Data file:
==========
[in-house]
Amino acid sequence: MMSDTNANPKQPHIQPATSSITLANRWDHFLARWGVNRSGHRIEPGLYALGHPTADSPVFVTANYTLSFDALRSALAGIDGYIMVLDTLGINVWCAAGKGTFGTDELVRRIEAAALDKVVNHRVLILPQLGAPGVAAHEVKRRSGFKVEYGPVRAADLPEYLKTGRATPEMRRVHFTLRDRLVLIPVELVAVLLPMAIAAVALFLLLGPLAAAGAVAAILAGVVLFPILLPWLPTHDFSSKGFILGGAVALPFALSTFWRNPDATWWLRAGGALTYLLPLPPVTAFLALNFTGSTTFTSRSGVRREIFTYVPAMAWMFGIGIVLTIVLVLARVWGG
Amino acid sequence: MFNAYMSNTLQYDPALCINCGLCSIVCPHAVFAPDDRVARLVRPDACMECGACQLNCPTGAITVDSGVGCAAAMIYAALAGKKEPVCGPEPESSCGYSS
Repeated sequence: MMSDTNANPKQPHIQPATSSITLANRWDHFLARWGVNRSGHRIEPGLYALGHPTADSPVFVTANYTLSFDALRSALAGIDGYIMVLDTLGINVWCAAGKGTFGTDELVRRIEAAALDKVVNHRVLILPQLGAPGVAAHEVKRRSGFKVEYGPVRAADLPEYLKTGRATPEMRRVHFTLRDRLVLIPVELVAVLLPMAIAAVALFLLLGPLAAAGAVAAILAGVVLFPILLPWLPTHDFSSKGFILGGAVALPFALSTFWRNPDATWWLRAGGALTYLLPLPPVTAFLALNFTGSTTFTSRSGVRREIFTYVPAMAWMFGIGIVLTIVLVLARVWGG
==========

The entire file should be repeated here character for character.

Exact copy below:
[in-house]
Amino acid sequence: MMSDTNANPKQPHIQPATSSITLANRWDHFLARWGVNRSGHRIEPGLYALGHPTADSPVFVTANYTLSFDALRSALAGIDGYIMVLDTLGINVWCAAGKGTFGTDELVRRIEAAALDKVVNHRVLILPQLGAPGVAAHEVKRRSGFKVEYGPVRAADLPEYLKTGRATPEMRRVHFTLRDRLVLIPVELVAVLLPMAIAAVALFLLLGPLAAAGAVAAILAGVVLFPILLPWLPTHDFSSKGFILGGAVALPFALSTFWRNPDATWWLRAGGALTYLLPLPPVTAFLALNFTGSTTFTSRSGVRREIFTYVPAMAWMFGIGIVLTIVLVLARVWGG
Amino acid sequence: MFNAYMSNTLQYDPALCINCGLCSIVCPHAVFAPDDRVARLVRPDACMECGACQLNCPTGAITVDSGVGCAAAMIYAALAGKKEPVCGPEPESSCGYSS
Repeated sequence: MMSDTNANPKQPHIQPATSSITLANRWDHFLARWGVNRSGHRIEPGLYALGHPTADSPVFVTANYTLSFDALRSALAGIDGYIMVLDTLGINVWCAAGKGTFGTDELVRRIEAAALDKVVNHRVLILPQLGAPGVAAHEVKRRSGFKVEYGPVRAADLPEYLKTGRATPEMRRVHFTLRDRLVLIPVELVAVLLPMAIAAVALFLLLGPLAAAGAVAAILAGVVLFPILLPWLPTHDFSSKGFILGGAVALPFALSTFWRNPDATWWLRAGGALTYLLPLPPVTAFLALNFTGSTTFTSRSGVRREIFTYVPAMAWMFGIGIVLTIVLVLARVWGG